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Insurance Institute for Highway Safety Says Many Midsized Cars Still Do Not Provide Proper Occupant Protection During Rear-End Collisions

The Insurance Institute for Highway Safety says that occupant protection provided by midsized cars during side impact collisions is getting better, but passenger protection during rear-end collisions continues to be poor or marginal. The Institute announced its findings after testing a number of midsized cars, including the Chevrolet Malibu, the Nissan Altima, the Dodge Avenger, the Kia Optima, the Infiniti G35, the Mitsubishi Gallant, and the Saturn Aura.
All of the cars earned good ratings for solid passenger protection during frontal accidents. Except for the KIA Optima, they also earned high ratings for side crash protection. The presence of side air bags in all of the cars was one of the main reasons cited for the improved test results—compared to to midsized cars that were tested in 2004.
The only car to test well for rear crashworthiness was the Kia Optima, whose seat/head restraints received top ratings.
Rear-End Collision Safety
If a vehicle moves forward when struck during a rear end collision, its seats can push the occupants’ bodies forward. If a passenger’s head doesn’t have any support, it can fall behind as the torso moves forward and may cause neck injuries. Installing the proper head restraints allows the head and torso to move forward together and minimizes neck injuries, including whiplash.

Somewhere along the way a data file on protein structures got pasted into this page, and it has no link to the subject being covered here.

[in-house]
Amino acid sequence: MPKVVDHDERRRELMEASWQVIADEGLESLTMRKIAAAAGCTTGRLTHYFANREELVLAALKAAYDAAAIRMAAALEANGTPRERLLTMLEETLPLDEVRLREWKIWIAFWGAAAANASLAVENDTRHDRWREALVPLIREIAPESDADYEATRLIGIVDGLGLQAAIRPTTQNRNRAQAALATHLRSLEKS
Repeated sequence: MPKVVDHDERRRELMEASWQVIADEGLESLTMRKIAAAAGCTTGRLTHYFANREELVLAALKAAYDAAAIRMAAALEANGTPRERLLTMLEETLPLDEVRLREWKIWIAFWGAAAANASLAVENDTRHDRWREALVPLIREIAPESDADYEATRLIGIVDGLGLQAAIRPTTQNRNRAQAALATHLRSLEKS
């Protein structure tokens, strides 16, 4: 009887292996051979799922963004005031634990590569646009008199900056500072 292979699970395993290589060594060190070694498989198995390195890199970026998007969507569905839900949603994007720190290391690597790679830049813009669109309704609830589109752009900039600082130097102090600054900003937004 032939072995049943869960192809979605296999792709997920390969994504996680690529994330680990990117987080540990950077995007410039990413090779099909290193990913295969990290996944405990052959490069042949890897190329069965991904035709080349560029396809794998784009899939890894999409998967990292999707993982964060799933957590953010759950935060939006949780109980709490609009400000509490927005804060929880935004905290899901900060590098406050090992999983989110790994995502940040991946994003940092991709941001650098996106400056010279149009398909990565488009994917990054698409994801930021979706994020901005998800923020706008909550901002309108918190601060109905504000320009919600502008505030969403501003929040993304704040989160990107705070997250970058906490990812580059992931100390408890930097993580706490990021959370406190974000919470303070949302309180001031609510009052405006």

Neck injuries are the most common injury that occurs during auto accidents. A neck injury can lead to whiplash, nerve damage, disc damage, torn ligaments, headaches, tingling sensation in the arms, and severe pain.
Rear-end collisions, like all other car accidents, can also lead to more catastrophic injuries, including traumatic brain injuries, a broken neck, burn injuries, spinal cord injuries, and wrongful death.
In 2004, the National Highway Traffic Safety Administration announced a new safety standard for head restraints, requiring them to be placed higher and closer to the head. The head restraints must also be adjustable.
If you or someone you love was seriously injured in a car accident because the automobile lacked the proper safety measures or the head restraint, a front or side airbag, or another device or auto part was defective, contact our auto products liability law firm right away to discuss your case. You may be entitled to personal injury compensation.
New crash tests of midsize cars: protection in side impacts improves, but most cars tested still afford marginal or poor protection in rear crashes,, April 10, 2008
NHTSA Announces Upgraded Rule for Head Restraints in Vehicles, NHTSA, December 7, 2004
Related Web Resources:
New Crash Tests of Midsize Cars, Insurance Institute for Highway Safety (PDF)
Whiplash Neck Injuries, Head Rests, Head Restraints

The products liability law firm of The Gilbert Law Group, P.C. PC represents individuals and their families that have filed defective products claims and lawsuits against some of the biggest car manufacturers in the world.